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Red-tailed hawk        Images © Mark A. Chappell

Red-tailed hawks are common throughout most of North America and occur in a confusingly wide variety of subspecies and color phases. This page shows light-colored birds; another page shows flying dark-morph redtails.  In flight they show broad wings with 'fingered' primary feathers, usually dark heads, and an overall stocky, powerful build.  In the light morphs there is a 'belly band' of varying intensity; in most of these California birds, immatures usually show a heavily spotted distinct belly-band while adults often -- but not always -- have rather indistinct belly and breast markings.   Adults have dark eyes, but young adults sometimes have adult plumage but fairly pale eyes, like the staring yellow eyes of juveniles.   Only adults have the rusty-red tail that gives the species its name; juveniles have a brownish banded tail (clearly visible in several images).   Most red-tails have a prominant dark bar on the front of the underwing.   These hawks were photographed at various times of year; some images taken near the end of the nesting season or in early winter show wear and tear in the primaries and secondaries (others, including the young birds, have nearly pristine flight feathers).   Soaring red-tails are sometimes accompanied by crows and ravens; this page shows a raven and a red-tail interacting peaceably.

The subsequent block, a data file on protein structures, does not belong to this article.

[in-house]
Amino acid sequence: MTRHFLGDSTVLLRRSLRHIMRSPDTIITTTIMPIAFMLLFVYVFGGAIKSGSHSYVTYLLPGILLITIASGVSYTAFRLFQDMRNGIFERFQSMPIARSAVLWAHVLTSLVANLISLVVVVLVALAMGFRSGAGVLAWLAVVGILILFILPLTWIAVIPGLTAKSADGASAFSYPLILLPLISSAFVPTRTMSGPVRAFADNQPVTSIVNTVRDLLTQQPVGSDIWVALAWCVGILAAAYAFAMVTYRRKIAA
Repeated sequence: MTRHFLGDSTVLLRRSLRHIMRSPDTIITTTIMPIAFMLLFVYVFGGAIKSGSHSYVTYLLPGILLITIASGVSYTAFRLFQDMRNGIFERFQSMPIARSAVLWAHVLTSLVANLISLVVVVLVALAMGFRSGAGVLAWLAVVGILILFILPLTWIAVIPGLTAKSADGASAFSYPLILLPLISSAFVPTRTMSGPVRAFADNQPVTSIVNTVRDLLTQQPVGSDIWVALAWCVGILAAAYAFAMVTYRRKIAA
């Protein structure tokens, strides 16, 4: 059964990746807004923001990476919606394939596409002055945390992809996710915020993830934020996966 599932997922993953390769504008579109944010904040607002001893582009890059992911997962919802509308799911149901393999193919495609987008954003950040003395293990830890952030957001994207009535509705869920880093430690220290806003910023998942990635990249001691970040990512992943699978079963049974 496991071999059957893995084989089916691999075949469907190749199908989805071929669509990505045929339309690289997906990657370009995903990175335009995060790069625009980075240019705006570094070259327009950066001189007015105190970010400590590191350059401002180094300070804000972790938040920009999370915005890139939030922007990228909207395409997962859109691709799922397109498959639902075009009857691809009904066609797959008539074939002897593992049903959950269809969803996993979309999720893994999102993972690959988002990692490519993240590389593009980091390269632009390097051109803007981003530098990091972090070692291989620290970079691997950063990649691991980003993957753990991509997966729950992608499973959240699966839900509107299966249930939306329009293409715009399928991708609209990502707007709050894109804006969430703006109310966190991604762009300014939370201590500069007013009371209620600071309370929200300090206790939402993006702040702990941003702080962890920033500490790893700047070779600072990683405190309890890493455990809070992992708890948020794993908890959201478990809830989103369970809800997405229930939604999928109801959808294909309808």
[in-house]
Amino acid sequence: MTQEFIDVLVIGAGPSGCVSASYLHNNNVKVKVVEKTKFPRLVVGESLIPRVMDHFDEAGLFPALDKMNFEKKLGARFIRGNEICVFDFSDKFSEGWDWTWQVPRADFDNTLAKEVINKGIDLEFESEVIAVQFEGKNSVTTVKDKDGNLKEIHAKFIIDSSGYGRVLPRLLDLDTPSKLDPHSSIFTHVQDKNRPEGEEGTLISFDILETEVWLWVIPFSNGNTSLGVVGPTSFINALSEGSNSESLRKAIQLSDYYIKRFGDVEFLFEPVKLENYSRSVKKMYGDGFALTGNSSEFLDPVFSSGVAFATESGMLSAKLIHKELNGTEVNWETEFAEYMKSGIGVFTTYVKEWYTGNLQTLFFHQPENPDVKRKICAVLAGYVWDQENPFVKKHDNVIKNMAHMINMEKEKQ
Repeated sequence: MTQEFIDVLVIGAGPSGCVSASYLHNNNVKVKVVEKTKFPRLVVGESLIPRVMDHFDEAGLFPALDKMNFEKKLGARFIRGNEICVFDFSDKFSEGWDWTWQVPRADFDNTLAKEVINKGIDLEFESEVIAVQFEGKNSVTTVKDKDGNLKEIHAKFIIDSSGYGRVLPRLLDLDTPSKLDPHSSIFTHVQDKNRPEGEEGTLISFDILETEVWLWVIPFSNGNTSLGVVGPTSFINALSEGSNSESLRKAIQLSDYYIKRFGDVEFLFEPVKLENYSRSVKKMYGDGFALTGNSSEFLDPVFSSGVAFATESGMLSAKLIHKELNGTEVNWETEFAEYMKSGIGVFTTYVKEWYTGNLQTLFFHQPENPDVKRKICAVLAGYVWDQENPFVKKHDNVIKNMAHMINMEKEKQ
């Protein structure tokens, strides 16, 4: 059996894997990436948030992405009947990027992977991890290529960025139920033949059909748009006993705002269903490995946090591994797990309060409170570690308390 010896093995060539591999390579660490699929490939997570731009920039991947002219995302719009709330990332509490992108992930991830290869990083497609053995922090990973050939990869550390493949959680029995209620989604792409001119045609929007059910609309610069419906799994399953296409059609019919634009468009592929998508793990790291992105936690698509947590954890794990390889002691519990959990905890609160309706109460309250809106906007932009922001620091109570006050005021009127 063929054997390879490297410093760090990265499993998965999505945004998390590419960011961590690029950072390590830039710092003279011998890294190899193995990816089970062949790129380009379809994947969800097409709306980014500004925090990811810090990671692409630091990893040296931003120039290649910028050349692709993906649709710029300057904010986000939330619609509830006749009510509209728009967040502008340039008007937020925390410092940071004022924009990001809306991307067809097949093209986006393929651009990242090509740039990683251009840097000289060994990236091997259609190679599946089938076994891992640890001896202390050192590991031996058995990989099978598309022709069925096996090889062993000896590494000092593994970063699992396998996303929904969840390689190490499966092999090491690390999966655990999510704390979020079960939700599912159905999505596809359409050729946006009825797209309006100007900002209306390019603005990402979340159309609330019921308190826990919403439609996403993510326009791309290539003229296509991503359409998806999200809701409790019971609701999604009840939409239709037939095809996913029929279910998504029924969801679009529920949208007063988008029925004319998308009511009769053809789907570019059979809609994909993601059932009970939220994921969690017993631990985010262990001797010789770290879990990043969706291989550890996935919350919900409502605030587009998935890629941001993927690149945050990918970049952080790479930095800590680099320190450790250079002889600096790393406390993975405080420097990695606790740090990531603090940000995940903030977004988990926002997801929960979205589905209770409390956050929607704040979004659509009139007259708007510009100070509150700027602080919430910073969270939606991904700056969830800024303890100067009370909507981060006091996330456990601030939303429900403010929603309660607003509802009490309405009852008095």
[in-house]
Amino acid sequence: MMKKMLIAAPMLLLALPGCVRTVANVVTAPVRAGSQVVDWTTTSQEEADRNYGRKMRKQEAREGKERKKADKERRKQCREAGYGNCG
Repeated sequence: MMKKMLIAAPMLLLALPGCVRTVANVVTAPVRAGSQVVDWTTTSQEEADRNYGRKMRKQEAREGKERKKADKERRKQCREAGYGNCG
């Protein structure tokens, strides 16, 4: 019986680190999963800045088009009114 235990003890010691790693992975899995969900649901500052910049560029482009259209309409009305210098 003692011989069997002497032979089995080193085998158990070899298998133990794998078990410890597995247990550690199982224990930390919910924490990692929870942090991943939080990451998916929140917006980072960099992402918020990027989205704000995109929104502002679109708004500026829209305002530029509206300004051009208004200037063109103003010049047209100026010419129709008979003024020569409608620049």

Most of these birds were soaring over the University of California, Riverside campus or the nearby San Jacinto Wildlife Area; a few were photographed at the Bosque del Apache National Wildlife Refuge in New Mexico.

Photographs of sitting red-tails can be found here, another page shows red-tails on power poles, and another page shows 'Harlan's hawk' (a nothern race of the red-tail).

  • digital captures, Canon 1D Mk. II, 10D, 7D, or 1D4; 500 mm f4 IS lens or 800 mm f5.6 IS lens, some with 1.4X or 2X converter (2004, 2005, 2006, 2007, 2008, 2009, 2010, 2011, 2012)